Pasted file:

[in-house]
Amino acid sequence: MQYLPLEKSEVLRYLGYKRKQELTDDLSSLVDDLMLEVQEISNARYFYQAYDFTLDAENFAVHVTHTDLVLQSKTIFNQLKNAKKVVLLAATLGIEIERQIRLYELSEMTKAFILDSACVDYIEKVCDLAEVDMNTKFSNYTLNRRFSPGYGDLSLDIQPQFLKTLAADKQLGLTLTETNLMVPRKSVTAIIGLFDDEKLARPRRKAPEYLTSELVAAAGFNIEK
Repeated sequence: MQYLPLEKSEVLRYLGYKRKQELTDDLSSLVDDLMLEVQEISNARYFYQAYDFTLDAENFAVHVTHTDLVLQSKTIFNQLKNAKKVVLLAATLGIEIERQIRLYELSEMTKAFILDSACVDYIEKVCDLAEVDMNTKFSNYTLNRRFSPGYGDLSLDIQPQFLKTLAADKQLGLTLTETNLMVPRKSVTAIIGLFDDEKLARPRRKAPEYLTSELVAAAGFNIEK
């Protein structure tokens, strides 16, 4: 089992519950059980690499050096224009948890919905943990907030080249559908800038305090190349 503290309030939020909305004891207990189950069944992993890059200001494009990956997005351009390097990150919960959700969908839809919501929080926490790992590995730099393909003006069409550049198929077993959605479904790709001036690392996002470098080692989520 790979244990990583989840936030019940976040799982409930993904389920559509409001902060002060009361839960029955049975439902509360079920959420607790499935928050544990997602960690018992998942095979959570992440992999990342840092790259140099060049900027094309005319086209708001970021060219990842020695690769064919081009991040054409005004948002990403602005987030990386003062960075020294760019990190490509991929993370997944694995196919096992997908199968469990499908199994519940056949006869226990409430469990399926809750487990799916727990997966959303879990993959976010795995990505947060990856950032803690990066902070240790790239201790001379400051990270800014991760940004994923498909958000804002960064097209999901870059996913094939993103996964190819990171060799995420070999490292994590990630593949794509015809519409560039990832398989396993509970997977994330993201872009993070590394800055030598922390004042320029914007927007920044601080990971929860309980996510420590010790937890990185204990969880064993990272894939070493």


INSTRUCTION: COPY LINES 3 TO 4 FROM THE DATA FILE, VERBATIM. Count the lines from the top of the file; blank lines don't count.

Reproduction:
Repeated sequence: MQYLPLEKSEVLRYLGYKRKQELTDDLSSLVDDLMLEVQEISNARYFYQAYDFTLDAENFAVHVTHTDLVLQSKTIFNQLKNAKKVVLLAATLGIEIERQIRLYELSEMTKAFILDSACVDYIEKVCDLAEVDMNTKFSNYTLNRRFSPGYGDLSLDIQPQFLKTLAADKQLGLTLTETNLMVPRKSVTAIIGLFDDEKLARPRRKAPEYLTSELVAAAGFNIEK
């Protein structure tokens, strides 16, 4: 089992519950059980690499050096224009948890919905943990907030080249559908800038305090190349 503290309030939020909305004891207990189950069944992993890059200001494009990956997005351009390097990150919960959700969908839809919501929080926490790992590995730099393909003006069409550049198929077993959605479904790709001036690392996002470098080692989520 790979244990990583989840936030019940976040799982409930993904389920559509409001902060002060009361839960029955049975439902509360079920959420607790499935928050544990997602960690018992998942095979959570992440992999990342840092790259140099060049900027094309005319086209708001970021060219990842020695690769064919081009991040054409005004948002990403602005987030990386003062960075020294760019990190490509991929993370997944694995196919096992997908199968469990499908199994519940056949006869226990409430469990399926809750487990799916727990997966959303879990993959976010795995990505947060990856950032803690990066902070240790790239201790001379400051990270800014991760940004994923498909958000804002960064097209999901870059996913094939993103996964190819990171060799995420070999490292994590990630593949794509015809519409560039990832398989396993509970997977994330993201872009993070590394800055030598922390004042320029914007927007920044601080990971929860309980996510420590010790937890990185204990969880064993990272894939070493």